Māori contact centre startup on mission to help solo Mums

Wairua Pai, the only majority Māori-owned customer contact centre, is a new startup with a goal of giving 100 solo Māori Māmā a job through offering flexibility and home working.

Published: Friday, 14 April 2023 | Rāmere, 14 Paengawhāwhā, 2023

“The idea is to uplift them, their household and their whānau. It’s about giving back to our community, being of service, and inspiring leadership within whānau through employment,” says part owner Rohario Rangihaeata, who is based in Taranaki.

Wairua Pai is one of 100 Māori businesses the Progressive Procurement Capability Uplift Programme plans to help this year with wraparound intensive support to prepare them for government contracting opportunities.

Te Puni Kōkiri and Ministry of Business, Innovation and Employment’s joint progressive procurement kaupapa aims to use the Government’s annual $51.5 billion buying power to help accelerate Māori businesses and provide wider social outcomes in communities.

The new Wairua Pai business will operate from homes across the country and is formed from existing businesses; Waha the Māori Creative Agency created 15 years ago and Unity4, the backend tech solution that has been around for 23 years.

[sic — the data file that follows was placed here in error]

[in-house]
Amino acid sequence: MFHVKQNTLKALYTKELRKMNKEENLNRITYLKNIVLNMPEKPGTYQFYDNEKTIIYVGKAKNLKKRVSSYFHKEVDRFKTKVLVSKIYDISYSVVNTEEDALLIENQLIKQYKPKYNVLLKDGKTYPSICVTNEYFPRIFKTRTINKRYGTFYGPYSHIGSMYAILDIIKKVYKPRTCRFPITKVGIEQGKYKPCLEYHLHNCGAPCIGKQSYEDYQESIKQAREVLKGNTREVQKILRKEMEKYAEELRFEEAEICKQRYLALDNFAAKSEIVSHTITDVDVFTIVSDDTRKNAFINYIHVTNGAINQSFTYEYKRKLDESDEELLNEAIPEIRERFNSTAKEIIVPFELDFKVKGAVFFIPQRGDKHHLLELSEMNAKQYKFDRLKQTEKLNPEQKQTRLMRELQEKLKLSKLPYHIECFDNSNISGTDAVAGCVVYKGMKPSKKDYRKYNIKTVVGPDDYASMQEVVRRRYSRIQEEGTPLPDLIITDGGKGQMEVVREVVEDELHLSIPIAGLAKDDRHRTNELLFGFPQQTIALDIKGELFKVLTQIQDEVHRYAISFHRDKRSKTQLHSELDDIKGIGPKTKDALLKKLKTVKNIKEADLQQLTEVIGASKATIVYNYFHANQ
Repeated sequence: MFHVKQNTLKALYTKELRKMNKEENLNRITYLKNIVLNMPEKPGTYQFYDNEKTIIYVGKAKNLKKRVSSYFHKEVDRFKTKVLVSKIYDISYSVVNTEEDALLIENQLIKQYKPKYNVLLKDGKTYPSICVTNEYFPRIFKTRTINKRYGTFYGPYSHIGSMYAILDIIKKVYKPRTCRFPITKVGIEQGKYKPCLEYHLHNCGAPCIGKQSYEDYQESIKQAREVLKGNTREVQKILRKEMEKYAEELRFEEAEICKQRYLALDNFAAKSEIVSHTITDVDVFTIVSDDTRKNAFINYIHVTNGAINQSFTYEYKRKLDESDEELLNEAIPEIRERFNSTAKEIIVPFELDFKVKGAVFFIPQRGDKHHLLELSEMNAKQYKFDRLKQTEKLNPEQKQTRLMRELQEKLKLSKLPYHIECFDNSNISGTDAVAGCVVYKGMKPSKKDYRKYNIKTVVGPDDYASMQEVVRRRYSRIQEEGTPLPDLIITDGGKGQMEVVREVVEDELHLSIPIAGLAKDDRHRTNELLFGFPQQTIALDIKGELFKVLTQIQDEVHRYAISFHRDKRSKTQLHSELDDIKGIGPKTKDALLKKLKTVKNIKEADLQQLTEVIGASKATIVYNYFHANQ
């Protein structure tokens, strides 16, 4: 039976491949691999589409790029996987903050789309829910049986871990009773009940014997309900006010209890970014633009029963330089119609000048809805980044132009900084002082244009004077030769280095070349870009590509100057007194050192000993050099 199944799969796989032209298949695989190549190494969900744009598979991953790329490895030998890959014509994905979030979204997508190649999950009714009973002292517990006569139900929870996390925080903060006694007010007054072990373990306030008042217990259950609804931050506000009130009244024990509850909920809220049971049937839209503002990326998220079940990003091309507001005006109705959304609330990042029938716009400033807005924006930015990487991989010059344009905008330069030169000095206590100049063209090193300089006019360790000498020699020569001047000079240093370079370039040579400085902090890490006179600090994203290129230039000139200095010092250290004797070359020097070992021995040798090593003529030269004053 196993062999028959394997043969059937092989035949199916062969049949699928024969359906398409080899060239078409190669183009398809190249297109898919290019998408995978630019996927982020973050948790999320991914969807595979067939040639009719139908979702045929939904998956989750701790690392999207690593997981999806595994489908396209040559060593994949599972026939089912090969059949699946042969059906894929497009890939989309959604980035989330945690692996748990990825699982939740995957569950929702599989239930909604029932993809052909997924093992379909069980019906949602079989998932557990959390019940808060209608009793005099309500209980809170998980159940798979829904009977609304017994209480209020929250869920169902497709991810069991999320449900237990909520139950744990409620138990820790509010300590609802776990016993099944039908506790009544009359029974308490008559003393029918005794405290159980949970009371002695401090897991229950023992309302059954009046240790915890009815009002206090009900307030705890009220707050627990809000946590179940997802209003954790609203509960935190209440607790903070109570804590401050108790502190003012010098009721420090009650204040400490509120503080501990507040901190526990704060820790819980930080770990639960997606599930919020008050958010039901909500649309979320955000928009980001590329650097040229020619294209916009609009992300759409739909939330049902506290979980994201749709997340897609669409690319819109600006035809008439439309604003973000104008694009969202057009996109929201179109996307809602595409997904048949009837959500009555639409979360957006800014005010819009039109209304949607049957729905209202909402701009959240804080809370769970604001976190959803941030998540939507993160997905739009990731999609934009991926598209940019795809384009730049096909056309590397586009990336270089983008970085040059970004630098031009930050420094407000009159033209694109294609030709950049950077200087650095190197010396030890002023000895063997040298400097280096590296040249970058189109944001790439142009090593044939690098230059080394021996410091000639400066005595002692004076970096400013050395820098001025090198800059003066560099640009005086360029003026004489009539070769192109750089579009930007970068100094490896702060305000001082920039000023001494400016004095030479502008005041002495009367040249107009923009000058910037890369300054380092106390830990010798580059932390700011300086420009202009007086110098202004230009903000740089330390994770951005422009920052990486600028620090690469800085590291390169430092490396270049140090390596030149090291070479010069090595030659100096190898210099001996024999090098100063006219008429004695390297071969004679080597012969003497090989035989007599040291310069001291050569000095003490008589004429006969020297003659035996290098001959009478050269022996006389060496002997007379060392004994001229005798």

Te Puni Kōkiri Progressive Procurement lead Kellee Koia says that Wairua Pai’s employment approach is an example of how Māori businesses make a positive impact. 

“Wairua Pai has just started their capability uplift mentoring with Height Project Management where they will work on their business plan and articulating what they can offer government agencies and other clients. This includes bidding for their first government tender opportunity,” says Kellee. 

Wairua Pai Contact Centre startup owner Rohario Rangihaeata of Taranaki.

Rohario says Wairua Pai wants to instil Māori communication mannerisms into the contact centre service they offer and provide options for choosing someone local or who knows how to speak te reo Māori.

“It’ll be a virtual contact centre throughout Aotearoa so kaimahi bring a local approach rather than someone offshore with no idea. We want our Māori employees to communicate the way they would with whānau over the phone,” she said.

The Capability Uplift Programme has already supported over 42 Māori businesses to secure government contracts worth a total of $10.8 million.

“Government agencies buy a range of goods and services ranging from roads to IT services. Pakihi Māori are hugely underrepresented in the procurement world, and we are making good headway in changing that,” says Kellee Koia.

Wairua Pai has set up its business structure and is looking to win their first contract before bringing employees onboard, including solo Māori mums.



Lead image caption: Wairua Pai Contact Centre owner Rohario Rangihaeata (right) with sister and call agent Ngahuia Jacobs.